FIG. 1 is a perspective view of a bi-leaflet mechanical heart valve prosthesis.
FIG. 2 is a micrograph (magnified 200×) of human aortic endothelial cells growing on a vascular endothelial growth factor (VEGF) treated mechanical heart valve leaflet formed from pyrolytic carbon.
FIG. 3 is a micrograph (magnified 40×) of human aortic endothelial cells growing on a VEGF treated mechanical heart valve leaflet from a different experiment than shown in FIG. 2.
FIG. 4 is a micrograph (magnified 200×) of the sample shown in FIG. 3.
FIG. 5 is a micrograph (magnified 100×) of human aortic endothelial cells growing on a gelatin treated mechanical heart valve leaflet.
FIG. 6 is a micrograph (magnified 40×) of human aortic endothelial cells growing on a mechanical heart valve leaflet treated with both VEGF and gelatin.
FIG. 7 is a micrograph (magnified 200×) of the sample shown in FIG. 6.
FIG. 8 is a micrograph (magnified 100×) of human aortic endothelial cells growing on a mechanical heart valve leaflet treated with extracellular matrix proteins.
FIG. 9 is a micrograph (magnified 40×) of human aortic endothelial cells growing on a mechanical heart valve leaflet treated with extracellular matrix proteins and VEGF.
FIG. 10 is a micrograph (magnified 200×) of the sample in FIG. 9.
FIG. 11 is a display of five micrographs (magnified 40×) of human aortic endothelial cells growing on five pyrolytic carbon heart valve leaflets.
FIG. 12 is a display of six micrographs (magnified 40×) of human aortic endothelial cells growing on six VEGF treated mechanical heart valve leaflets.
FIG. 13 is a display of six micrographs (magnified 40×) of human aortic endothelial cells growing on six gelatin treated mechanical heart valve leaflets.
FIG. 14 is a display of five micrographs (magnified 40×) of human aortic endothelial cells growing on five mechanical heart valve leaflets treated with gelatin and VEGF.
FIG. 15 is a display of six micrographs (magnified 40×) of human aortic endothelial cells growing on six mechanical heart valve leaflets treated with fibronectin and vitronectin proteins.
FIG. 16 is a display of six micrographs (magnified 40×) of human aortic endothelial cells growing on six mechanical heart valve leaflets treated with fibronectin and vitronectin proteins and VEGF.
At least a portion of the surface of a biocompatible ceramic or carbon material can be associated with a cell adhesion stimulating protein, such that viable endothelial cells colonize the ceramic or carbon material. For convenience, carbon based solids, such as pyrolytic carbon, are considered within the ceramic material class herein, except as otherwise noted. The cell adhesion stimulating protein can be a structural protein, a polypeptide growth factor, a fragment or modified form thereof, or a combination thereof.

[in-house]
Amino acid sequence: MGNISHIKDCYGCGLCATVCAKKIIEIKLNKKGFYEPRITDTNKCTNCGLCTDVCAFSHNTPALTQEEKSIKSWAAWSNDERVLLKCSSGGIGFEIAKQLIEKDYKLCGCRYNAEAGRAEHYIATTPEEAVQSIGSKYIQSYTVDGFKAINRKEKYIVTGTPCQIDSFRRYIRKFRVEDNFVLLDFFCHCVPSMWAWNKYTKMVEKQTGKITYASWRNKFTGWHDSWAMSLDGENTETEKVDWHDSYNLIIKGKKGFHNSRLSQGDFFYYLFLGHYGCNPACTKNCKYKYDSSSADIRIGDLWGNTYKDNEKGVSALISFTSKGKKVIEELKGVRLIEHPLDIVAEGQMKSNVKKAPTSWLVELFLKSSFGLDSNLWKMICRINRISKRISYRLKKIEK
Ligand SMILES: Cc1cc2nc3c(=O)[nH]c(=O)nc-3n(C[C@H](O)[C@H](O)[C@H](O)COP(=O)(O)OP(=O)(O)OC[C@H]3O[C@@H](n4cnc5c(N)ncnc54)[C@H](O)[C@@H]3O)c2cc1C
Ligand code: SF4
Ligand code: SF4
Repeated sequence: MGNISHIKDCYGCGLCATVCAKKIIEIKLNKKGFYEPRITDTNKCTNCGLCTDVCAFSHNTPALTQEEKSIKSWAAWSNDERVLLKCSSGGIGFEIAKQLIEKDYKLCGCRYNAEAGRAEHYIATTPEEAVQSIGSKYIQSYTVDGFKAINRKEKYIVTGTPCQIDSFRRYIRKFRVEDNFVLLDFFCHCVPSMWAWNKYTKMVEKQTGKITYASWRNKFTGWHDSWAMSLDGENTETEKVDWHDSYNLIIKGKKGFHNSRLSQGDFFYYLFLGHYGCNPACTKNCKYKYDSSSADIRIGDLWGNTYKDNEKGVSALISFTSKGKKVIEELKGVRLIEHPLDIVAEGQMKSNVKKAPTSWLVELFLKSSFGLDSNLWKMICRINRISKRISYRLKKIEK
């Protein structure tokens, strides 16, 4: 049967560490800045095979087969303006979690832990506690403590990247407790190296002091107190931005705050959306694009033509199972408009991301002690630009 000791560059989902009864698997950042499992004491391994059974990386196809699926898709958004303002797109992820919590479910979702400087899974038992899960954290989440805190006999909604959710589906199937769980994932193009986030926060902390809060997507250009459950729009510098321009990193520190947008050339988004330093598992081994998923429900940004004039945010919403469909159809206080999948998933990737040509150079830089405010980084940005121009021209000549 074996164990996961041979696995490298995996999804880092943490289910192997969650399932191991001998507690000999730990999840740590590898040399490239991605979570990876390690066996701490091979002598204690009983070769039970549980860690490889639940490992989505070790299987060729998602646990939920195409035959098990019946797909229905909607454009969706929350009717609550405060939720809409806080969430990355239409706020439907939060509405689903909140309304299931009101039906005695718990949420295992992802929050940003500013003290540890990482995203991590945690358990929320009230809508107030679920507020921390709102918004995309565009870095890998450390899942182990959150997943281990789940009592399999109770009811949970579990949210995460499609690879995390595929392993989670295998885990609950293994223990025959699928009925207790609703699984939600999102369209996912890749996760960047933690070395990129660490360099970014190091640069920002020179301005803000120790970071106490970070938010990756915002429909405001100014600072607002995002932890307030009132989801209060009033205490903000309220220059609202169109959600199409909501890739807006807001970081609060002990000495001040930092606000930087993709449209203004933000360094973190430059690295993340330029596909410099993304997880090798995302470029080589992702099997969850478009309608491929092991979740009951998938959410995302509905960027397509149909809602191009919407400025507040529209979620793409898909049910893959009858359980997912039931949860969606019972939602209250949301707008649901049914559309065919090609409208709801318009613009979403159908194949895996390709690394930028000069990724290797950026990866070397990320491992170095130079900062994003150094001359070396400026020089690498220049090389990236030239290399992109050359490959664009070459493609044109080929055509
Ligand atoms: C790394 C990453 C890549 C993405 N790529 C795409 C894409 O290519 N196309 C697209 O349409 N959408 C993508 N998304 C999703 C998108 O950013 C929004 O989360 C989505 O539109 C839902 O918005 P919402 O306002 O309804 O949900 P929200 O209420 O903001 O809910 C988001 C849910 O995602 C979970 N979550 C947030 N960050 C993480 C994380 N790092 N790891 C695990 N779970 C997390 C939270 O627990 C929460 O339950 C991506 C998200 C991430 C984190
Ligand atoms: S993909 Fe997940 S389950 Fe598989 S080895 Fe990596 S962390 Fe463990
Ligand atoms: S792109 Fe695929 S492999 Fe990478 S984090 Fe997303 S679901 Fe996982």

The ceramic material incorporated into a medical article generally would not undergo cellularization by endothelial cells without the presence of the protein, or the ceramic material would cellularize much more slowly. The presence of an endothelial cell layer coating surfaces of a prosthesis, such as a prosthetic valve, can impart improved durability to a bioprosthetic heart valve and added thromboresistance to a mechanical heart valve. A mechanical heart valve with increased thromboresistance is a major improvement in prosthetic heart valve technology.
Thus, the ceramic material is transformed to be able to support cell proliferation by the directed association of structural proteins and/or polypeptide growth factors with the ceramic-material. The ceramic material can form all or just a portion of a medical device, such as a prosthesis. In particular, the ceramic material can form a coating over a substrate or preform. In addition, the ceramic material can be combined with other materials in forming the medical device or a component thereof, such that portions of the medical device do not have a ceramic material at the surface.
The biocompatible ceramic materials described herein are suitable for the preparation of a variety of medical articles, such as prostheses. Prostheses, i.e., prosthetic articles, are used to repair or replace damaged or diseased organs, tissues and other structures in humans and animals. Prostheses generally must be biocompatible since they are typically implanted for extended periods of time in contact with bodily fluids and tissues of a patient. Preferred prostheses include prostheses used in the cardiovascular system and the vascular system. Relevant prostheses generally incorporate a biocompatible material which is intended to contact the patient's bodily fluids and/or tissues. Bodily fluids include, for example, blood, plasma, serum, interstitial fluids, saliva and urine. The patient can be an animal, especially a mammal, and preferably is a human.